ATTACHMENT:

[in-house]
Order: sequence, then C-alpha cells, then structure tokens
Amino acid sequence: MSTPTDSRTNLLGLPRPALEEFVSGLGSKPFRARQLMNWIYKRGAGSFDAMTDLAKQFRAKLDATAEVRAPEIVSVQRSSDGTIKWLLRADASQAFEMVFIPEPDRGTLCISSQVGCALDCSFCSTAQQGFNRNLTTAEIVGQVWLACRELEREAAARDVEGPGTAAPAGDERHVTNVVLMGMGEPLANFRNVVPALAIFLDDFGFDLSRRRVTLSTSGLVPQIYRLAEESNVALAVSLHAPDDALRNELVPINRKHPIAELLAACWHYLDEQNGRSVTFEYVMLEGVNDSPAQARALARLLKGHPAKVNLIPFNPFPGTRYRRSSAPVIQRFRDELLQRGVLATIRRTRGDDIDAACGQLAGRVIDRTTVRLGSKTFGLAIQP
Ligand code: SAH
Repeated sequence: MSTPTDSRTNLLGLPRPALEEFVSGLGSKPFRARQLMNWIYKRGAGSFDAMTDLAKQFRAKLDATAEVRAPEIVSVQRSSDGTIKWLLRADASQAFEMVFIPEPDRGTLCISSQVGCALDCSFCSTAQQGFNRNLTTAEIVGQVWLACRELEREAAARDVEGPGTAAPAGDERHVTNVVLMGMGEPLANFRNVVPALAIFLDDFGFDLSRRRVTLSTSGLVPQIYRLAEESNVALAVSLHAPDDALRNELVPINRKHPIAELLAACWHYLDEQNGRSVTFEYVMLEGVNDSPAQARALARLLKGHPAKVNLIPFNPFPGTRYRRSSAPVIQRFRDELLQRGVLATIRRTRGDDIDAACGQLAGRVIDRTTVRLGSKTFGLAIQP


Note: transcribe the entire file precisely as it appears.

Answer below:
[in-house]
Order: sequence, then C-alpha cells, then structure tokens
Amino acid sequence: MSTPTDSRTNLLGLPRPALEEFVSGLGSKPFRARQLMNWIYKRGAGSFDAMTDLAKQFRAKLDATAEVRAPEIVSVQRSSDGTIKWLLRADASQAFEMVFIPEPDRGTLCISSQVGCALDCSFCSTAQQGFNRNLTTAEIVGQVWLACRELEREAAARDVEGPGTAAPAGDERHVTNVVLMGMGEPLANFRNVVPALAIFLDDFGFDLSRRRVTLSTSGLVPQIYRLAEESNVALAVSLHAPDDALRNELVPINRKHPIAELLAACWHYLDEQNGRSVTFEYVMLEGVNDSPAQARALARLLKGHPAKVNLIPFNPFPGTRYRRSSAPVIQRFRDELLQRGVLATIRRTRGDDIDAACGQLAGRVIDRTTVRLGSKTFGLAIQP
Ligand code: SAH
Repeated sequence: MSTPTDSRTNLLGLPRPALEEFVSGLGSKPFRARQLMNWIYKRGAGSFDAMTDLAKQFRAKLDATAEVRAPEIVSVQRSSDGTIKWLLRADASQAFEMVFIPEPDRGTLCISSQVGCALDCSFCSTAQQGFNRNLTTAEIVGQVWLACRELEREAAARDVEGPGTAAPAGDERHVTNVVLMGMGEPLANFRNVVPALAIFLDDFGFDLSRRRVTLSTSGLVPQIYRLAEESNVALAVSLHAPDDALRNELVPINRKHPIAELLAACWHYLDEQNGRSVTFEYVMLEGVNDSPAQARALARLLKGHPAKVNLIPFNPFPGTRYRRSSAPVIQRFRDELLQRGVLATIRRTRGDDIDAACGQLAGRVIDRTTVRLGSKTFGLAIQP